Reading to the Test: Character, Method, and Complicity in U.S. Writing from Emerson to Adorno Restricted; Files Only

Laville, Claire (2014)

Permanent URL: https://etd.library.emory.edu/concern/etds/0v8381201?locale=en
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Abstract

In "Reading to the Test," I demonstrate that recurrent literary figures and changing theories of reading drove the evolution of experimental psychology, and argue that the ubiquity of the test motif demands that we reconsider the priority granted to character and experience in recent critical theory and U.S. intellectual history. Additionally, I show the pertinence of earlier debates surrounding human-subjects research to discussions of figure and personification in literary theory.

Chapter 1 responds to an increasingly canonical assessment of Ralph Waldo Emerson and Henry James as proto-pragmatic thinkers, an assessment that relies upon the link between experiment and experience. I argue that Emerson and James contest that link, often holding to a stubborn and potentially queer disbelief in the existence of other minds.

In the second chapter, I describe the psychological experiments Gertrude Stein carried out as an undergraduate. She told the story of trying to write "automatically" several times, in different genres and voices. In so doing, she grappled with traditions, literary and scientific, that held repetition to be a characteristically feminine style of passivity or complicity. Her 900-page novel The Making of Americans reflects her ambivalence toward studying human subjects and toward her teachers' all-encompassing theories of character, habit and experience.

The third chapter begins with the curious fact that Henry A. Murray, who designed numerous personality tests for psychiatric and military use, was also one of Herman Melville's earliest biographers. Murray and his colleagues' appropriation of Melville and Hawthorne unsettles the conventional history of American Renaissance scholarship, as well as commonsensical distinctions between a close (or even queer) reading and a reductive one.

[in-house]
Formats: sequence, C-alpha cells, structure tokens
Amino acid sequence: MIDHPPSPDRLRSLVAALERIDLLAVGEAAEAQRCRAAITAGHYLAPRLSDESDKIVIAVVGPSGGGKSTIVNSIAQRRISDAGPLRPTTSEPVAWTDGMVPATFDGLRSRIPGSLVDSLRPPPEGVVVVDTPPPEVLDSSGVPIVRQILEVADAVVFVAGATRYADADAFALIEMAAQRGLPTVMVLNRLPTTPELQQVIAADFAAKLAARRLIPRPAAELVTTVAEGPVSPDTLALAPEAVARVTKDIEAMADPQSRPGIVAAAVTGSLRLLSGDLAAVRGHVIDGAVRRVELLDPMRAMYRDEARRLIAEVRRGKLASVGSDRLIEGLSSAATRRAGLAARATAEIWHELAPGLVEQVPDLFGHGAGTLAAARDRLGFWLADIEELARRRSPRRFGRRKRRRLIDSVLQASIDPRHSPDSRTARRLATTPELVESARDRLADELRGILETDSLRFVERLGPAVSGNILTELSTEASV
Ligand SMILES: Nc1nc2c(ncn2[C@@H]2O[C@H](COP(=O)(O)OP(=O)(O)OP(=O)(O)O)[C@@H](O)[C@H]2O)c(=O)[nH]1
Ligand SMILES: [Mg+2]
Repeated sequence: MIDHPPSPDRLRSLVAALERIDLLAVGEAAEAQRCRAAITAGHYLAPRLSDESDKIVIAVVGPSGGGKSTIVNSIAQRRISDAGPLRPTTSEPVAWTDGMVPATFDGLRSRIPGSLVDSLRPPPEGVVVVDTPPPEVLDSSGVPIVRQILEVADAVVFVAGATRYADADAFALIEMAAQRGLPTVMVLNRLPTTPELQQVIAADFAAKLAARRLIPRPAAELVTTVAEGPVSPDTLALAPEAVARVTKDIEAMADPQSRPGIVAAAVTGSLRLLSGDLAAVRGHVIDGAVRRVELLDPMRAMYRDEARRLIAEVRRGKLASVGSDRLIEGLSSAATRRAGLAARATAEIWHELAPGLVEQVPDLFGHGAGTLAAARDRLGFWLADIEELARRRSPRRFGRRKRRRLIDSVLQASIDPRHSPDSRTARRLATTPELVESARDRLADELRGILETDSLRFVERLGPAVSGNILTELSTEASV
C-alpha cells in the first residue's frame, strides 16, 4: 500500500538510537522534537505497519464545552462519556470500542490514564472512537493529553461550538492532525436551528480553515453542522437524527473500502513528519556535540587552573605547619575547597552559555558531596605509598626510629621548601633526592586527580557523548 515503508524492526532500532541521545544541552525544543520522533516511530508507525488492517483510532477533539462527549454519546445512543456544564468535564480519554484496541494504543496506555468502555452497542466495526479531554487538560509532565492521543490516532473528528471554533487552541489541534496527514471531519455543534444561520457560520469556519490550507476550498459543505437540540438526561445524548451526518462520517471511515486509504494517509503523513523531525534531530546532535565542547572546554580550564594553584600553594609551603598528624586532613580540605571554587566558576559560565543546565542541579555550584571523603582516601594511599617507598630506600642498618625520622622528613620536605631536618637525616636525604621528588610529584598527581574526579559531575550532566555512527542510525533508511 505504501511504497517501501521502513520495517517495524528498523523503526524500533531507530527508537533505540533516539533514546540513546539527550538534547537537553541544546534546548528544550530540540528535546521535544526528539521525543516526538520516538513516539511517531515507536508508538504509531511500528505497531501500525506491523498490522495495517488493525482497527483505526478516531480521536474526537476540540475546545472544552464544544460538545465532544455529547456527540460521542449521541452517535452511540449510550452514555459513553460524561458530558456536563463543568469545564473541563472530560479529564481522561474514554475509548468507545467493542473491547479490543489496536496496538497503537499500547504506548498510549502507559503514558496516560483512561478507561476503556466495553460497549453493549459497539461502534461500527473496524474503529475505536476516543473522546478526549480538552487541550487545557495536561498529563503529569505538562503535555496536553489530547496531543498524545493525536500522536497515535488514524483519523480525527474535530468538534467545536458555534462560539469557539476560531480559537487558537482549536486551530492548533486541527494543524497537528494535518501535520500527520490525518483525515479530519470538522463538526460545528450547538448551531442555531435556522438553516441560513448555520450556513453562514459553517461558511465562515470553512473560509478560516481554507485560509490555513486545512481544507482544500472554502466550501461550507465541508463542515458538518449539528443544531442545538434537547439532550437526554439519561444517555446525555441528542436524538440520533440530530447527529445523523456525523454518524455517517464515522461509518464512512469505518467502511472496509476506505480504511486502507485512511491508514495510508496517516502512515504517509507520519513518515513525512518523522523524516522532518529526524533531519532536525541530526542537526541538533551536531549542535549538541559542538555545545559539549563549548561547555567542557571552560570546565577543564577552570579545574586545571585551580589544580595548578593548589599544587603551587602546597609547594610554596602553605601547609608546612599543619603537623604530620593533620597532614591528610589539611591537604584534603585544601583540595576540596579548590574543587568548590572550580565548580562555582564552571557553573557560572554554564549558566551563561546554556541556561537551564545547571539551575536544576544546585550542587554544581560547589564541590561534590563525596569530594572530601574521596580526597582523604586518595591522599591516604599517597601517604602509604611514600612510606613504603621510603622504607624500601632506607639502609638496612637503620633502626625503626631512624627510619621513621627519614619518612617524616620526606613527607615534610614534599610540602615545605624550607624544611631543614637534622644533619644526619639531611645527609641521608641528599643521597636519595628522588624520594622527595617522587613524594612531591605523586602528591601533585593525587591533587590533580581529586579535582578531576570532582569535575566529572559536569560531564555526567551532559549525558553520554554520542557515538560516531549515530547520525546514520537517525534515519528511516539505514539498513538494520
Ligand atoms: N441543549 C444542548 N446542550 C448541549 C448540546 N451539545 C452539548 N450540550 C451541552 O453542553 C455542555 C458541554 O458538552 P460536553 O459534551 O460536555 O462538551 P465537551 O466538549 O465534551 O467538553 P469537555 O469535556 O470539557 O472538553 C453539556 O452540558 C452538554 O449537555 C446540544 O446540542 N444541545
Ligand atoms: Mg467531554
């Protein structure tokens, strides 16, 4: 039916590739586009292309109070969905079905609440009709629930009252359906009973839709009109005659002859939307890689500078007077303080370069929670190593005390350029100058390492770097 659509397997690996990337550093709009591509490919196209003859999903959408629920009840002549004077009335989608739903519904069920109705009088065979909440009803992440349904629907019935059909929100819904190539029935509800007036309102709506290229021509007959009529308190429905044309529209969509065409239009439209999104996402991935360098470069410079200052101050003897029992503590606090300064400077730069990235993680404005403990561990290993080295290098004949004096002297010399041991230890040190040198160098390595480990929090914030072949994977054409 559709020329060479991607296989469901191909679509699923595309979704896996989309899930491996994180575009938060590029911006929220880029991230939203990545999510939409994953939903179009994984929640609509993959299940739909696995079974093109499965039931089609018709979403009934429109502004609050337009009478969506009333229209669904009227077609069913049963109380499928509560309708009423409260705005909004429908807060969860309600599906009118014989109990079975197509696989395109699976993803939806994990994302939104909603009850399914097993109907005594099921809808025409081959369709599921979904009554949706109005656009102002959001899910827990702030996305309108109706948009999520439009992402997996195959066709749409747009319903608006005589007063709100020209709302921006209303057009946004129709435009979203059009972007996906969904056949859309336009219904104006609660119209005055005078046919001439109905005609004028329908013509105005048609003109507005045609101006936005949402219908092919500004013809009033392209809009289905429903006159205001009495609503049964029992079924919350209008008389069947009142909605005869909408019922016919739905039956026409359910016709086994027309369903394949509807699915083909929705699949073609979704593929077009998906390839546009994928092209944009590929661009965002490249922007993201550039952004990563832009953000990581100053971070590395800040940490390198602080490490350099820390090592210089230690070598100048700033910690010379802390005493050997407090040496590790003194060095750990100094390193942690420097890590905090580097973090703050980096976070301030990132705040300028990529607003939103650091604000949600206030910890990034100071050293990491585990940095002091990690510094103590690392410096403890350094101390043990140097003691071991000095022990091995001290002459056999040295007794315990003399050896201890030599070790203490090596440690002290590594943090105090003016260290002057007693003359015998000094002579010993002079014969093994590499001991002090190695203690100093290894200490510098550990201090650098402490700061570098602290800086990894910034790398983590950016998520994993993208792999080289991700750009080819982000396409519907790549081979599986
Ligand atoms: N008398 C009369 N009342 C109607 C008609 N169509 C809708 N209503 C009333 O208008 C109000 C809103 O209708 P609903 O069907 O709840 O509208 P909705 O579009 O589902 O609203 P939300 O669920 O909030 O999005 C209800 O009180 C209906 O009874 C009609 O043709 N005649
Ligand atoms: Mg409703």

Chapter 4 finds Theodor Adorno and Vladimir Nabokov, emigre writers of conflicting ideologies, mocking and reimagining the personality tests whose creation I discussed in the previous chapter. Particular tests challenge each author's presumptions about the redeeming value of art and the power of self-reflection. At the same time, testing provides a way for each author to abstain having to accept either social or disciplinary formations as given.

Table of Contents

List of Abbreviations.............................................................................................................. 1

Introduction......................................................................................................................... 3

1. Other than Experience: Emerson's Unpragmatic Styles......................................................... 24

2. How Experiments End: Gertrude Stein................................................................................ 72

3. Shocks of Recognition: The Thematic Apperception Test and the Melville Revival.................... 113

4. Method and Mimicry: Adorno with Nabokov....................................................................... 137

Bibliography..................................................................................................................... 173

Permissions...................................................................................................................... 199

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